ACEEE: The Good News, and the Not-So-Good News, on the New DOE Water Heater Test Procedure

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The Good News, and the Not-So-Good News, on the New DOE Water Heater Test Procedure


By  Anthony Fryer, Senior Analyst, Appliance Standards Awareness Project (ASAP)



On Friday, the Department of Energy (DOE) issued a new test procedure for residential and some commercial water heaters. The new procedure addresses a number of longstanding testing issues in order to better replicate real-world usage and to more accurately measure energy consumption across various technologies. Unfortunately, DOE missed an opportunity to ensure that one of the most energy-efficient technologies, the electric heat pump water heater (HPWH), performs as expected in cold temperatures. Regional efforts are underway to address variations in cold temperature performance, but DOE should address this issue soon so that HPWH performance can be accurately measured across the board.


The good news

The new test procedure is designed to more accurately measure the energy consumption of technologies that are becoming increasingly popular, such as tankless, heat pump and gas condensing water heaters. To better simulate consumer use, manufacturers will now be required to test their units using water usage patterns based on water-heater capacity and to heat the water to 125°F (the temperature setting at which units are commonly shipped). These new requirements have been largely derived from extensive field studies (e.g. 2011 LBNL report ).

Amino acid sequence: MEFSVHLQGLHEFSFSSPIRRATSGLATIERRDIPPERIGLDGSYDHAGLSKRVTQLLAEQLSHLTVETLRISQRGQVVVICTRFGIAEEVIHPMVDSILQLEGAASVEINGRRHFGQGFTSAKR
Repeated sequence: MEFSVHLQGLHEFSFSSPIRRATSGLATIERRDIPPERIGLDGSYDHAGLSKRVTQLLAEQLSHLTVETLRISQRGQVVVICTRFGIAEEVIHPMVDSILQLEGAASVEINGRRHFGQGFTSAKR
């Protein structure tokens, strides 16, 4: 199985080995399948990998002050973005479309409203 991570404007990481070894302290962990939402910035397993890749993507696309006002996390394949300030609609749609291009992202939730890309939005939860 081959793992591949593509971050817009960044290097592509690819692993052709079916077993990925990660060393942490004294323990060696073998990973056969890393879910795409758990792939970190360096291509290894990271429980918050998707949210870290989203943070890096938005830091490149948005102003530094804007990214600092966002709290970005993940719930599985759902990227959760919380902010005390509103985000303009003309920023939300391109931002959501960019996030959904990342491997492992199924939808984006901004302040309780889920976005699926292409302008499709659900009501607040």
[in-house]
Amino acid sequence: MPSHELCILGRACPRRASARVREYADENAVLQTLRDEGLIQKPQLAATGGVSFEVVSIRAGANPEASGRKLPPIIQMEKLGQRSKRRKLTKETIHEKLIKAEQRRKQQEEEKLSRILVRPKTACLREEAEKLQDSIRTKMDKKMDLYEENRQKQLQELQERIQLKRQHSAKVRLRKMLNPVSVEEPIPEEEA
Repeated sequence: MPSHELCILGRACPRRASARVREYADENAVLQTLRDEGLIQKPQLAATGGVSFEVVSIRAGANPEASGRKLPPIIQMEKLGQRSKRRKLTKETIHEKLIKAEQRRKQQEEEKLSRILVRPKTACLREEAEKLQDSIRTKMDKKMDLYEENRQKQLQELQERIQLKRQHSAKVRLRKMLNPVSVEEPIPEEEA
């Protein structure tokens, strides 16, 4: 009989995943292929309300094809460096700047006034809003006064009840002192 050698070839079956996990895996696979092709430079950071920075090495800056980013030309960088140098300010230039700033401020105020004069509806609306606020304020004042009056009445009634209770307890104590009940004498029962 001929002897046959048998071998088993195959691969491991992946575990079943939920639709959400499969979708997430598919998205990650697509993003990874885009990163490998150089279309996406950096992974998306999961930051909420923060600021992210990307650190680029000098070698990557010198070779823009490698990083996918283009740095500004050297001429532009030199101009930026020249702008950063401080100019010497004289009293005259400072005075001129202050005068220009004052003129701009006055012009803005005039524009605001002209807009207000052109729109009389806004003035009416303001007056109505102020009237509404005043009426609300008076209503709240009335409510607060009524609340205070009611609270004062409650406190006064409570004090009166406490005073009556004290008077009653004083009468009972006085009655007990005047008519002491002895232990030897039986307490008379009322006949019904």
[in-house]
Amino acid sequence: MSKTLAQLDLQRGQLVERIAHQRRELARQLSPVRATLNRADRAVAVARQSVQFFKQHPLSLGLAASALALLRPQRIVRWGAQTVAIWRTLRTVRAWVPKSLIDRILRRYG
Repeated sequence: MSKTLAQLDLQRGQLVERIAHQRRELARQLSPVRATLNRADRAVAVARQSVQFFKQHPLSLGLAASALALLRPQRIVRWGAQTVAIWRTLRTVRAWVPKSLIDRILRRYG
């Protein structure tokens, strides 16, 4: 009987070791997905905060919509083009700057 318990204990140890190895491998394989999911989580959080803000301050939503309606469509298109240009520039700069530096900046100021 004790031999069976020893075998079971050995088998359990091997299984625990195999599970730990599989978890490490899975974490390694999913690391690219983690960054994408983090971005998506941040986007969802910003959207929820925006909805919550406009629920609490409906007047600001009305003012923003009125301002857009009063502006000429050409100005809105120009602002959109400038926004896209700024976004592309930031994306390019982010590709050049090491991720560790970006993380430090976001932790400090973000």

The HPWH offers one of the largest energy saving opportunities available. A 2012 ACEEE/ASAP study estimates that savings from potential HPWH standards could reach more than 400 billion kWh in cumulative electricity savings through 2035, enough to power over 37 million homes for one year. Individually, EPA estimates that units save $250 a year in electricity bills when compared to standard electric-storage water heaters and that the higher purchase price can be recouped in about 3 years…


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About ACEEE: The American Council for an Energy-Efficient Economy acts as a catalyst to advance energy efficiency policies, programs, technologies, investments, and behaviors. For information about ACEEE and its programs, publications, and conferences, visit